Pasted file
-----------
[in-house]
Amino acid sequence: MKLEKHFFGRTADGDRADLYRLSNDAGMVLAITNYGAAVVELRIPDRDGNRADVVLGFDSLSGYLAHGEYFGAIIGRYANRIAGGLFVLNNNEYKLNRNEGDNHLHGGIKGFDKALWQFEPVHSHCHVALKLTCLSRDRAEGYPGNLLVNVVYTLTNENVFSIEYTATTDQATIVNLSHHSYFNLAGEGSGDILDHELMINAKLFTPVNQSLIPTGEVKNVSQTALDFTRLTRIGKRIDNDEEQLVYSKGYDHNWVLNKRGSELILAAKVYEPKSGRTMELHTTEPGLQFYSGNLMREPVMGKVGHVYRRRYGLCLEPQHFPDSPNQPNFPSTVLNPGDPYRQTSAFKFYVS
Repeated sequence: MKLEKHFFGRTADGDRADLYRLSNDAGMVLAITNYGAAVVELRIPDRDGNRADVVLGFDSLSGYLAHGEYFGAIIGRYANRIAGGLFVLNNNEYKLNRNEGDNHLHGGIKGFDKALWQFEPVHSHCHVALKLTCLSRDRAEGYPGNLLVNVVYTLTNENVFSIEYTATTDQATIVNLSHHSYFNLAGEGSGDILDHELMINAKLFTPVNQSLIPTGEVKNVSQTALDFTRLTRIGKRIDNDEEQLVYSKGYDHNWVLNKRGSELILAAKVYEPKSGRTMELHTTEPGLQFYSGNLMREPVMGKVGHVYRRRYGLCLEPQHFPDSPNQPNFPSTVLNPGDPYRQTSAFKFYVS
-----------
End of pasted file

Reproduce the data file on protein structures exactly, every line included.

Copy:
[in-house]
Amino acid sequence: MKLEKHFFGRTADGDRADLYRLSNDAGMVLAITNYGAAVVELRIPDRDGNRADVVLGFDSLSGYLAHGEYFGAIIGRYANRIAGGLFVLNNNEYKLNRNEGDNHLHGGIKGFDKALWQFEPVHSHCHVALKLTCLSRDRAEGYPGNLLVNVVYTLTNENVFSIEYTATTDQATIVNLSHHSYFNLAGEGSGDILDHELMINAKLFTPVNQSLIPTGEVKNVSQTALDFTRLTRIGKRIDNDEEQLVYSKGYDHNWVLNKRGSELILAAKVYEPKSGRTMELHTTEPGLQFYSGNLMREPVMGKVGHVYRRRYGLCLEPQHFPDSPNQPNFPSTVLNPGDPYRQTSAFKFYVS
Repeated sequence: MKLEKHFFGRTADGDRADLYRLSNDAGMVLAITNYGAAVVELRIPDRDGNRADVVLGFDSLSGYLAHGEYFGAIIGRYANRIAGGLFVLNNNEYKLNRNEGDNHLHGGIKGFDKALWQFEPVHSHCHVALKLTCLSRDRAEGYPGNLLVNVVYTLTNENVFSIEYTATTDQATIVNLSHHSYFNLAGEGSGDILDHELMINAKLFTPVNQSLIPTGEVKNVSQTALDFTRLTRIGKRIDNDEEQLVYSKGYDHNWVLNKRGSELILAAKVYEPKSGRTMELHTTEPGLQFYSGNLMREPVMGKVGHVYRRRYGLCLEPQHFPDSPNQPNFPSTVLNPGDPYRQTSAFKFYVS